In 1708 William and Tamar conveyed the land known as Wilkinson's Folly to Moses Edwards, so perhaps William was already beginning to wind down his affairs.  He wrote his will on April 21, 1718 and died before June 16, 1718.  He left his dwelling plantation to son Robert, "Cumberland" to his four daughters, and named his wife as executrix.  The estate was inventoried and valued at 162 pounds, 3 shillings, 9 pence.  By the time the estate was finally administered in 1725, his widow and remarried.

So between the lines, we read a story of hard work, sorrow, and at least one poor choice.  We don't know whether he had slaves but if he did it wouldn't have been a large number, given the size of his properties.  He may have had other income than just farming, in order to have an estate of 162 pounds.  We don't know why he decided to go to Maryland, or what religion he practiced.  Maryland was founded by Roman Catholics and religious toleration was practiced early, but later became Puritan and then finally the Anglican church became more or less official by 1690.  So depending on when he came, he could have been of any of those three persuasions, or he could have changed religions based on what seemed best to him.  I'd like to know the answer to that question!  I'd like to know what trouble there was, or wasn't, with the native Americans.  And of course, I'd like to know who his parents are!

The line of descent is:

William Wilkinson-Elizabeth Clark
Jane Wilkinson-Edward Corbin
Mary Jane Corbin-Samuel Lane
Lambert Lane-Nancy Anna Anderson
Nancy Ann Lane-James McCoy
Vincent McCoy-Eleanor Jackson
Nancy McCoy-George R Allen
Edward Allen-Edith Knott
Richard Allen-Gladys Holbrook
Their descendents

Friday, June 19, 2015

Beeks line: Jeffrey Jones about 1630-December 21,1717

Every genealogist and family historian groans when they find a name like "Smith" or "Jones" in the family tree.  It almost automatically means long years of research trying to trace the family, and when a "Jones" is found early in the New World with no real indication of his roots, it is going to have to wait for someone with a lot of time, money, and luck to actually trace back another generation. Since this is an ancestor in the line of President Barack Obama, and really excellent genealogists were not able to go back any further, for the time being Jeffrey Jones is an "end of the line" ancestor .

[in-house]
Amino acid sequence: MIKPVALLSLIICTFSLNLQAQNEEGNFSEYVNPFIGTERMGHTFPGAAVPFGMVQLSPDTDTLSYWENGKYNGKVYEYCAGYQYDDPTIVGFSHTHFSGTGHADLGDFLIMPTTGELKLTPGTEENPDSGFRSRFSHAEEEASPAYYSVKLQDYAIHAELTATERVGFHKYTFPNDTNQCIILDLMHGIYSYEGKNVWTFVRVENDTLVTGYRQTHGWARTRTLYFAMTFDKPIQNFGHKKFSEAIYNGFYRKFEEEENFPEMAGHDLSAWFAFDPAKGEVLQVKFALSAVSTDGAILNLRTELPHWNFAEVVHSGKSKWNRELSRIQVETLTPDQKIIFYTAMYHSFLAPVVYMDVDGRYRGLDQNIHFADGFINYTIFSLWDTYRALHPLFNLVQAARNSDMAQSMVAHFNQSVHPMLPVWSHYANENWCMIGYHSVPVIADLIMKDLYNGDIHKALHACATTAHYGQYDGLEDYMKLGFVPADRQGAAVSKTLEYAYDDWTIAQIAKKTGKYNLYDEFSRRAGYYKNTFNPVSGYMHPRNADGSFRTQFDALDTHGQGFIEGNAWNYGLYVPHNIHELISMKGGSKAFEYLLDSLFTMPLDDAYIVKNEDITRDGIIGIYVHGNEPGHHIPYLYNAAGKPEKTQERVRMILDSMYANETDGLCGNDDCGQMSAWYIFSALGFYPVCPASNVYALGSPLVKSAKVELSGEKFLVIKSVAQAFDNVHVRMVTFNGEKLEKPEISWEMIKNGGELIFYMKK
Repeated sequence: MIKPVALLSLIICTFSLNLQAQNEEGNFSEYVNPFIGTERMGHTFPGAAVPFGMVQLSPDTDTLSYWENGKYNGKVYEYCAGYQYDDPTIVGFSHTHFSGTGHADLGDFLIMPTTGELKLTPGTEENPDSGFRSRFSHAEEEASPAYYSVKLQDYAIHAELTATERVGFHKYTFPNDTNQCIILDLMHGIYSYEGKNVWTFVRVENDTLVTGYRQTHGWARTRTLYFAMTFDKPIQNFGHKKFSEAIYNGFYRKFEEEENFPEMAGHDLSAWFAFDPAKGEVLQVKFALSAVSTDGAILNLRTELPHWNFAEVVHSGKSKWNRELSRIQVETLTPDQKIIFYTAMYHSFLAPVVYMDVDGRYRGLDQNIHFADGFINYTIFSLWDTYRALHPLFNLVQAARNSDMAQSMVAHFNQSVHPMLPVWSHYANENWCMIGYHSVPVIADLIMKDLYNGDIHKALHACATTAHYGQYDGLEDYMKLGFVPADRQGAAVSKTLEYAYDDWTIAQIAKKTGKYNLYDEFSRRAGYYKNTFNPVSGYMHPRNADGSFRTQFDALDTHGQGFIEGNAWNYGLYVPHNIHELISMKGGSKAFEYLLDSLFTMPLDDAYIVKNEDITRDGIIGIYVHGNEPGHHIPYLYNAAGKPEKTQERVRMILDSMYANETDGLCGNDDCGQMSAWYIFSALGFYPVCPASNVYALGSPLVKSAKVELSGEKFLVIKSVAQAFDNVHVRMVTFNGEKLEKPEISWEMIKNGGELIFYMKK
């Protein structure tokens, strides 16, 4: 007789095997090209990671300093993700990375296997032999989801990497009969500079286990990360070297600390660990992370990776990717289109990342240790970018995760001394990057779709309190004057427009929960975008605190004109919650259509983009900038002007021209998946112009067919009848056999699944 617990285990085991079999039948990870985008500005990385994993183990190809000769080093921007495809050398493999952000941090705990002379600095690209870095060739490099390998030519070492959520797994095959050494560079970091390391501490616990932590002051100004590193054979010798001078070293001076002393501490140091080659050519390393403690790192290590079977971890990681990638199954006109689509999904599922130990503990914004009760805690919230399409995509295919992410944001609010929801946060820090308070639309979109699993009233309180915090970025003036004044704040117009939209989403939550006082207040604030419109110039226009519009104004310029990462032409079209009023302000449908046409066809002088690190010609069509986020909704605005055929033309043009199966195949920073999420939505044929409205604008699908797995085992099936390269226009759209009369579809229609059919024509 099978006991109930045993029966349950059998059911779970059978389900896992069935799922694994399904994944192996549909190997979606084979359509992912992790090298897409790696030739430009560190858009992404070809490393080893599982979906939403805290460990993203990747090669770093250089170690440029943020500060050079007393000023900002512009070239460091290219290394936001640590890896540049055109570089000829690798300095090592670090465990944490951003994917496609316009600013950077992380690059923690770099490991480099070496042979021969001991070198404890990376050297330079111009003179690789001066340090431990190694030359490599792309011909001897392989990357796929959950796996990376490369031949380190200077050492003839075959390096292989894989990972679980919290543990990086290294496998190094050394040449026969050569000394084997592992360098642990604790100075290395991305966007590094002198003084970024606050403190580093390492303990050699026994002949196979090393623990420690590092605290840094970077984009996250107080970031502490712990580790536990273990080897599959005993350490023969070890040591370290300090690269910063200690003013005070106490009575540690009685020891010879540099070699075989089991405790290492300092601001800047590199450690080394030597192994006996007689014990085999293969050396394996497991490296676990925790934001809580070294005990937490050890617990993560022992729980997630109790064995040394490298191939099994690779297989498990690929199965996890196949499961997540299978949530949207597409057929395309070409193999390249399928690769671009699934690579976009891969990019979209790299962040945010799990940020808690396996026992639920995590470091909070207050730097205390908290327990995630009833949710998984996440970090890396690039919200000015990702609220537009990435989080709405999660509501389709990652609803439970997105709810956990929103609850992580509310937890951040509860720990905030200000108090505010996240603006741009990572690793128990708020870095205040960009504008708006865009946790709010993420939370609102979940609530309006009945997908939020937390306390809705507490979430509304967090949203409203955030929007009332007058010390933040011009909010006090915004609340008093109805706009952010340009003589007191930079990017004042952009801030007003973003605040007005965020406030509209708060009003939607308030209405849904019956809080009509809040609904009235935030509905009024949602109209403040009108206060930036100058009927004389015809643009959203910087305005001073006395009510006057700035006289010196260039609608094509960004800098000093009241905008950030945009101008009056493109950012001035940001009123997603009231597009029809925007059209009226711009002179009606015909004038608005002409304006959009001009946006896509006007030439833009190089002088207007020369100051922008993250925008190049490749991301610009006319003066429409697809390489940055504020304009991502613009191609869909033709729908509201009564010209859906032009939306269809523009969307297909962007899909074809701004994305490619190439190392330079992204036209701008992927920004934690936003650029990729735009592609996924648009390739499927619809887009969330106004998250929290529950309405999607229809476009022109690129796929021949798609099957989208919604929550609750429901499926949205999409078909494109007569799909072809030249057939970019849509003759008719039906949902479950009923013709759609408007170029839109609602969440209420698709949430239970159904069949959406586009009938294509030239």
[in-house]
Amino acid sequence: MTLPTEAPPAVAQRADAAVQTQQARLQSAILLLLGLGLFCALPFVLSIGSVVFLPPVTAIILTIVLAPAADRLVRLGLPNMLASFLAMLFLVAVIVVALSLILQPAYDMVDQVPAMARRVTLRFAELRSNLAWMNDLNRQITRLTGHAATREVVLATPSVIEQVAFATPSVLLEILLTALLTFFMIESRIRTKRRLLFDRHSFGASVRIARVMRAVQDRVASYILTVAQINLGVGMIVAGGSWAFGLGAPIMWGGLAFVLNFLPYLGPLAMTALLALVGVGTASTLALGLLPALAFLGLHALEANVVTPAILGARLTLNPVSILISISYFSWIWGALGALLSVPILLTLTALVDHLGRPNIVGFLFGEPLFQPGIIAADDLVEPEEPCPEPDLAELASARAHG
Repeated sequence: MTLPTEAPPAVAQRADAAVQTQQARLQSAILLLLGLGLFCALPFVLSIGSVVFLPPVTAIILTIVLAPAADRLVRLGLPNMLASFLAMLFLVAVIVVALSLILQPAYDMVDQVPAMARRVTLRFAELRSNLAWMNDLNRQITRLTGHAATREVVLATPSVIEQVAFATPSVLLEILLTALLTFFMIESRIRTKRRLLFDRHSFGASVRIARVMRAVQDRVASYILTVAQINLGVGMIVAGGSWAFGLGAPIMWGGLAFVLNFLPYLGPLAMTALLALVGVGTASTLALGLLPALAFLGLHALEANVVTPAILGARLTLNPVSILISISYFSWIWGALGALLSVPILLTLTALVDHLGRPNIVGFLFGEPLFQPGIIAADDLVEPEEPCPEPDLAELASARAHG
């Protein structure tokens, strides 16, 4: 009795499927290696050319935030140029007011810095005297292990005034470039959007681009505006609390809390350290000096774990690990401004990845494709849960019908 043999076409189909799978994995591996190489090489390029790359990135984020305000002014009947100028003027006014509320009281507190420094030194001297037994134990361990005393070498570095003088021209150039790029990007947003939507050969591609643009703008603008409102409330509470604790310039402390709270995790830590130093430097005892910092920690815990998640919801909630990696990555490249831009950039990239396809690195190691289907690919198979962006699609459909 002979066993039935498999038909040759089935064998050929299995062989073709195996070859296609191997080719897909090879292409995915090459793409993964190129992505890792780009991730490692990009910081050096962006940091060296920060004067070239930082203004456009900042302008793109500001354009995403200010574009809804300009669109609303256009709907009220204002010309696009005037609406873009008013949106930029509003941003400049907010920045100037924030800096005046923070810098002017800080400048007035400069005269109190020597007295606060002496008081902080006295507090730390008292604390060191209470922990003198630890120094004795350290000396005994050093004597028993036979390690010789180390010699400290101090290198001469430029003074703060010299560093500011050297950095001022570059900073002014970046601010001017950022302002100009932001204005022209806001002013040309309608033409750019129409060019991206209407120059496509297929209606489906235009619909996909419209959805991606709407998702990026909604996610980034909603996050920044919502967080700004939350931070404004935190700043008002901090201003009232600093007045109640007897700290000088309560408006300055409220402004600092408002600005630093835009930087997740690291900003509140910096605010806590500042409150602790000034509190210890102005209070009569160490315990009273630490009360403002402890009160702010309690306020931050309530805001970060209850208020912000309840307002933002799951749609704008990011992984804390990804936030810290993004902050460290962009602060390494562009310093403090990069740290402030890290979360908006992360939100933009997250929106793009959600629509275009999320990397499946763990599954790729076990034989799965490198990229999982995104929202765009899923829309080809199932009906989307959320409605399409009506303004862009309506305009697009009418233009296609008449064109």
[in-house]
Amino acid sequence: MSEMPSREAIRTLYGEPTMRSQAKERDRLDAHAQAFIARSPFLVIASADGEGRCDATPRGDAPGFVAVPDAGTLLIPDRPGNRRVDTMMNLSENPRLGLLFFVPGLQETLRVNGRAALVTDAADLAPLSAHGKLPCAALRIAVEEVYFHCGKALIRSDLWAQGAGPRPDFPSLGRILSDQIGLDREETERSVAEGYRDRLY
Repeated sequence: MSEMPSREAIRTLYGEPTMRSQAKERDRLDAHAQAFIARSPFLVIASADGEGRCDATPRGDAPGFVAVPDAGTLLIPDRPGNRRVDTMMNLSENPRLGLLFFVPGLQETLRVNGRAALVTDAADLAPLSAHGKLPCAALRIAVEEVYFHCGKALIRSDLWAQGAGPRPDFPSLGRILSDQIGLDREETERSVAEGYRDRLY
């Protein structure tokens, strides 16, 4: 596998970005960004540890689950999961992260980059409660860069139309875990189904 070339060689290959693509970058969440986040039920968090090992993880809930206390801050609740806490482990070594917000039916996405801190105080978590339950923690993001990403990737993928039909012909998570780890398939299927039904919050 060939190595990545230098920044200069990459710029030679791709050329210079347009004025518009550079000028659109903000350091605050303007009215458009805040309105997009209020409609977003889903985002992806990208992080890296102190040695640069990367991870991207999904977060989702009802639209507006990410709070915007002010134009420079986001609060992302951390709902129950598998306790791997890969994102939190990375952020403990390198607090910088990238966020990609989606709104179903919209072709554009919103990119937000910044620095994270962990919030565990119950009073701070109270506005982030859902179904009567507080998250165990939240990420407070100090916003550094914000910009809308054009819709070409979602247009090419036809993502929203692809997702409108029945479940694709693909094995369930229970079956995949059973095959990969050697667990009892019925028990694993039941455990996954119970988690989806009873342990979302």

So, we don't know who Jeffrey Jones's parents were.  We don't know where he was born, or the circumstances of his family, or their religion. We know of nothing, really, until he shows up  We know of two wives but he is thought to possibly have had as many as four.  It is believed but not proven that he lived in Massachusetts before going to Long Island.  Beginning in 1658, there are land records for "Geoffrey Jones" so it seems he would have been at least 21 at this time.  That is the only real guess we have as to his age. 

He was one of the original land patentees in Southold, Long Island, but there are no clear records as to his residence prior to that time.  However, we do know that his father in law (one of them), Captain Charles Glover, owned a ship building business and that he was noted in a land record in 1664 as being a ship's carpenter.  He sold land likely inherited from his father in law in 1664 and in 1665 was in Elizabethtown, New Jersey.  Southold is toward the northern end of Long Island and Elizabethtown is directly west of the southern edge of Long Island, but from what I have read this journey may not have been as simple as it sounds.  There were all sorts of currents and sea hazards to deal with on this trip. 

Jeffrey (also written as Geoffrey) would live out the rest of his days in Elizabethtown.  He took the oath of allegiance there in 1665 and in 1668 was listed as one on the eighty patentees of the town.  He was at that time, 1668, approved for a license in a whale fishing business, along with John Ogden Sr., Caleb Carwithy, Jacob Moleyn and William Johnson.  The boats were to operate out of Sandy Hook.  He also seems to have had an association with Woodbridge, Middlesex County, NJ but it's not clear whether he lived there or possibly just owned property there.  He was a landowner with considerable property at one time